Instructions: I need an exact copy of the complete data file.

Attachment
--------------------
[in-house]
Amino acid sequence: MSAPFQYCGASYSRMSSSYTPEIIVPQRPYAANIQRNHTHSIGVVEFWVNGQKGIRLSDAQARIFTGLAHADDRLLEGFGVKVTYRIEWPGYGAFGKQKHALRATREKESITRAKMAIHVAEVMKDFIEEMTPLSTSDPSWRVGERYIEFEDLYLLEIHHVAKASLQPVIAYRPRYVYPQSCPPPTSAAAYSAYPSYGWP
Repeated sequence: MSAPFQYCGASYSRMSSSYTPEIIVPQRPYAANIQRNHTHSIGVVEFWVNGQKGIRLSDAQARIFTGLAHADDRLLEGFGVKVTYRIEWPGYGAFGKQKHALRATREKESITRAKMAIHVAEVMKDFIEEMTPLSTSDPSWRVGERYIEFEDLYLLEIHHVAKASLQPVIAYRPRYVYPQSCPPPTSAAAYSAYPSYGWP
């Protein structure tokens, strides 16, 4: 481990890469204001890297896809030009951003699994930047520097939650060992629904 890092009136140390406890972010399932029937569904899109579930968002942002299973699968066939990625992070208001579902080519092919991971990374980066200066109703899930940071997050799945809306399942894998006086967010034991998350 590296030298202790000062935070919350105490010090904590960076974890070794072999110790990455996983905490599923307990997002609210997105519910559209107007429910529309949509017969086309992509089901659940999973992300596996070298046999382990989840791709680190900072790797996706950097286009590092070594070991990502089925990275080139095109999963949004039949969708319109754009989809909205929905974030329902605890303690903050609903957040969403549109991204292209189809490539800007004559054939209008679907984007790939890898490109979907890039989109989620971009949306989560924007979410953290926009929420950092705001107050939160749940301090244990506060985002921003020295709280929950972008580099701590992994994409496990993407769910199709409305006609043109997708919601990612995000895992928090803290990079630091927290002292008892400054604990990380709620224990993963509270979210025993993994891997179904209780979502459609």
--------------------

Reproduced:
[in-house]
Amino acid sequence: MSAPFQYCGASYSRMSSSYTPEIIVPQRPYAANIQRNHTHSIGVVEFWVNGQKGIRLSDAQARIFTGLAHADDRLLEGFGVKVTYRIEWPGYGAFGKQKHALRATREKESITRAKMAIHVAEVMKDFIEEMTPLSTSDPSWRVGERYIEFEDLYLLEIHHVAKASLQPVIAYRPRYVYPQSCPPPTSAAAYSAYPSYGWP
Repeated sequence: MSAPFQYCGASYSRMSSSYTPEIIVPQRPYAANIQRNHTHSIGVVEFWVNGQKGIRLSDAQARIFTGLAHADDRLLEGFGVKVTYRIEWPGYGAFGKQKHALRATREKESITRAKMAIHVAEVMKDFIEEMTPLSTSDPSWRVGERYIEFEDLYLLEIHHVAKASLQPVIAYRPRYVYPQSCPPPTSAAAYSAYPSYGWP
């Protein structure tokens, strides 16, 4: 481990890469204001890297896809030009951003699994930047520097939650060992629904 890092009136140390406890972010399932029937569904899109579930968002942002299973699968066939990625992070208001579902080519092919991971990374980066200066109703899930940071997050799945809306399942894998006086967010034991998350 590296030298202790000062935070919350105490010090904590960076974890070794072999110790990455996983905490599923307990997002609210997105519910559209107007429910529309949509017969086309992509089901659940999973992300596996070298046999382990989840791709680190900072790797996706950097286009590092070594070991990502089925990275080139095109999963949004039949969708319109754009989809909205929905974030329902605890303690903050609903957040969403549109991204292209189809490539800007004559054939209008679907984007790939890898490109979907890039989109989620971009949306989560924007979410953290926009929420950092705001107050939160749940301090244990506060985002921003020295709280929950972008580099701590992994994409496990993407769910199709409305006609043109997708919601990612995000895992928090803290990079630091927290002292008892400054604990990380709620224990993963509270979210025993993994891997179904209780979502459609």